3:13 pm - Monday December 16, 4047

Problems with Criminalized Marijuana

Is Marijuana the Bootleggers’ 21st Century ‘Moonshine’?

Prohibition Researcher Cites Historic Parallels

Whether they realize it or not, residents of Colorado and Washington
have traveled back in time – 80 years, to be exact.

The first two states to decriminalize recreational marijuana are
sharing in the national experience of 1933: the end of Prohibition.
And the similarities are uncanny, says Prohibition-era researcher and
author Denise Frisino.

“As with Prohibition and the criminalization of alcohol production and
sales, after marijuana possession was banned in 1937 there were many
unintended negative consequences,” maintains Frisino, author of
“Whiskey Cove,” (www.whiskeycovebook.com), a novel based on firsthand
interviews with Prohibition-era bootleggers in the Pacific Northwest.

“The most obvious is the proliferation of corruption and organized
gangs. After Prohibition became effective in 1920, America saw the
rise of unprecedented crime.”

And, as was true in the 1920s, increasing crime means a greater need
for – and expenditures on – law enforcement and judicial services.
Enforcing the Prohibition cost the federal government more than $300
million.

In the interest of learning from history, Frisino cites these
additional parallels to Prohibition and our contemporary problems with
criminalized marijuana:

• Public safety: During Prohibition, there was no regulatory oversight
on the production of alcohol, which meant some illegally brewed and
tampered with liquors were downright dangerous. “Bad booze actually
killed people,” Frisino says. On average, 1,000 people a year died
from drinking tainted alcohol. Marijuana, too, can be dangerous when
dealers lace their product with chemicals to make it seem more potent.
One benefit of decriminalization is that the quality of substances can
be monitored. In Colorado, the growing process is strictly monitored
from seed to sale.

• Tax revenues: The federal and state governments lost $11 billion in
tax revenues during Prohibition, which was especially painful for
states like New York, where nearly 75 percent of revenue came from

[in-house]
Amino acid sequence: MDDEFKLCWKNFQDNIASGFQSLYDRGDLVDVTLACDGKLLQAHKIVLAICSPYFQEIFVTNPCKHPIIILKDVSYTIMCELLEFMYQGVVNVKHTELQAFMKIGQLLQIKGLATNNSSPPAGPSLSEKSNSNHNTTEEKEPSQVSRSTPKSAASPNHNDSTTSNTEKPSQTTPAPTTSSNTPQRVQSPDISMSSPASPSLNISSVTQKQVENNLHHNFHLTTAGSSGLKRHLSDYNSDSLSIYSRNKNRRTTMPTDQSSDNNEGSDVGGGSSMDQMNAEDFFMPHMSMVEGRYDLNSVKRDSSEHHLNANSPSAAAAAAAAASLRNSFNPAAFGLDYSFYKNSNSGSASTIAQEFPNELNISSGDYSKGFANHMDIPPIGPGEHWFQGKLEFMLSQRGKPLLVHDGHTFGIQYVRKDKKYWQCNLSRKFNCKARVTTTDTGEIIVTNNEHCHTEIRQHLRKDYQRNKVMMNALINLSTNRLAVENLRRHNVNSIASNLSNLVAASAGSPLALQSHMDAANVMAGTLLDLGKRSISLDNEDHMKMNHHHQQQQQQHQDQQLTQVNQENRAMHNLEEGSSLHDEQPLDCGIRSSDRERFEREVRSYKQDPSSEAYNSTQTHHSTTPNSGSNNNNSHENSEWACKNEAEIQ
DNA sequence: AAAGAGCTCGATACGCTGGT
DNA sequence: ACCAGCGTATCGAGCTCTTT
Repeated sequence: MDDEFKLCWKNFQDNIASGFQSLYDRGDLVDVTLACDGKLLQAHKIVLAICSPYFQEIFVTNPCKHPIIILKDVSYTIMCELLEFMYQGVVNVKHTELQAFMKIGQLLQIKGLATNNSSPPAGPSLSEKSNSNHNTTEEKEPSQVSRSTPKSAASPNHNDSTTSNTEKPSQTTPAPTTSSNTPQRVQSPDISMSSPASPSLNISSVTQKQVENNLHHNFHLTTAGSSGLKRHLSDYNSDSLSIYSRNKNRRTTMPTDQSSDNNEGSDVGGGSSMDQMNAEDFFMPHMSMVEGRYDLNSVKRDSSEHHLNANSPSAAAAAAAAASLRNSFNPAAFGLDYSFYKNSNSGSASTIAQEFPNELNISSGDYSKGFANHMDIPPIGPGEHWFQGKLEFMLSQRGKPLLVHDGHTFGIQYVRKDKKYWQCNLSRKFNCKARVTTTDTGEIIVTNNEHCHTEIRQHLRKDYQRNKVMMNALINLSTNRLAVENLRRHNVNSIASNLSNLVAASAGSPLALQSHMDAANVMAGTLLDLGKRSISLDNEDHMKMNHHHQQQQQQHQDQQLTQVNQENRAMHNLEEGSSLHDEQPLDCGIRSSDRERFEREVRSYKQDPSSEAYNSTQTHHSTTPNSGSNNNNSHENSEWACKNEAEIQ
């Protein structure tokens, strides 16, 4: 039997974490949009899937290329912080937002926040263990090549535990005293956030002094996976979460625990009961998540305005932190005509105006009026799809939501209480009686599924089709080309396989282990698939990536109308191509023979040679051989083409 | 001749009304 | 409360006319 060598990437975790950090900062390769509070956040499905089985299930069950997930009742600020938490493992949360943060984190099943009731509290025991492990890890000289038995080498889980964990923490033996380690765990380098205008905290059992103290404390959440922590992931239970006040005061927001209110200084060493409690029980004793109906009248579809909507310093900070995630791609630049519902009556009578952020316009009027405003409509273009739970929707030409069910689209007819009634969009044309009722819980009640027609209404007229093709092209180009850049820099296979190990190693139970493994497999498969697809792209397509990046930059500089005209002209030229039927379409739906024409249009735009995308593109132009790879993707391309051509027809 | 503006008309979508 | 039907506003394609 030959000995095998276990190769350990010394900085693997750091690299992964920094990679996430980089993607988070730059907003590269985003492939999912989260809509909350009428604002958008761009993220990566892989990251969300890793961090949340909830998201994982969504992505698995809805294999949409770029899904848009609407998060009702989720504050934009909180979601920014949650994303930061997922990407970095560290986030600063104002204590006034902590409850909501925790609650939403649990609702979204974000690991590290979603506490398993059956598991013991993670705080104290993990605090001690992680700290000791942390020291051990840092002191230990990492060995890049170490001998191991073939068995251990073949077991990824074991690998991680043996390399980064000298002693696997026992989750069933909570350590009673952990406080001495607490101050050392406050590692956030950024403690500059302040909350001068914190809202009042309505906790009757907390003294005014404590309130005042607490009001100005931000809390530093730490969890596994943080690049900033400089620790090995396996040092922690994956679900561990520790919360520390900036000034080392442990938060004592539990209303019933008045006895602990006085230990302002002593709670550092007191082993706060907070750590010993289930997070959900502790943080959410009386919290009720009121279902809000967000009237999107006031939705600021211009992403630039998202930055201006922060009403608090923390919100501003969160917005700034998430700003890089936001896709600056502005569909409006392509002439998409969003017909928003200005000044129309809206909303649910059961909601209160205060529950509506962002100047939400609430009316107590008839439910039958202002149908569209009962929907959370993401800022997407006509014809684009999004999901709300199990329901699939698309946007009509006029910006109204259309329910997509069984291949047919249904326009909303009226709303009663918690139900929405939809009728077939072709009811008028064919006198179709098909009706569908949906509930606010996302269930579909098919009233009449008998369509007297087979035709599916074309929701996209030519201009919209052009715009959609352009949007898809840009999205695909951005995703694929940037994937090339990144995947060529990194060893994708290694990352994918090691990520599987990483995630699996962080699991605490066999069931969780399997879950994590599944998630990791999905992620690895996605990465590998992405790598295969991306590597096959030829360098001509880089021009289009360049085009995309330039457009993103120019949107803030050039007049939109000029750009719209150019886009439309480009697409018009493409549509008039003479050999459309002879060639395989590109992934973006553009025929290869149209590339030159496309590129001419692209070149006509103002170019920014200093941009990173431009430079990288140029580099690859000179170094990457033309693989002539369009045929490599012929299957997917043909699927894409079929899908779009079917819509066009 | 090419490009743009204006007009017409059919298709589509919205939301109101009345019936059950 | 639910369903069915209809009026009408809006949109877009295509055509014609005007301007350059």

liquor sales. Today, with the country still reeling from the Great
Recession, legalization of marijuana will provide some much-needed
extra tax income for Washington and Colorado.

• Medical uses: Like marijuana, alcohol has medicinal uses. Physicians
of the early 20th century prescribed it for a variety of ailments.
During Prohibition pharmacies could sell medicinal liquor, which led
to a spike in the numbers of pharmacies as bootleggers set up shop.

• Common criminals: As with marijuana, outlawing alcohol turned many
average Americans into outlaws. During the 13 years of Prohibition,
jobs were lost and families crumbled as breadwinners went to jail and
became stigmatized as lawbreakers. The number of federal convicts
increased 561 percent, according to Mark Thorton’s, “Policy Analysis:
Alcohol Prohibition Was a Failure.” In 2004, more than 12 percent of
the drug offenders in federal and state prisons were convicted of
crimes involving marijuana, according to the Bureau of Justice
Statistics. And that’s just prisons – it doesn’t include local jail
populations.

The Prohibition era holds valuable lessons about the unforeseen
outcome of criminalizing “vices,” Frisino points out. Rather than
reducing alcohol consumption, which was the goal, it actually
increased from 1929 to 1933, she says. In addition, legitimate jobs
and businesses were destroyed and even restaurants and other
entertainment businesses suffered.

“History teaches us that going about change by criminalizing certain
behaviors can have a very negative impact on society,” Frisino says.

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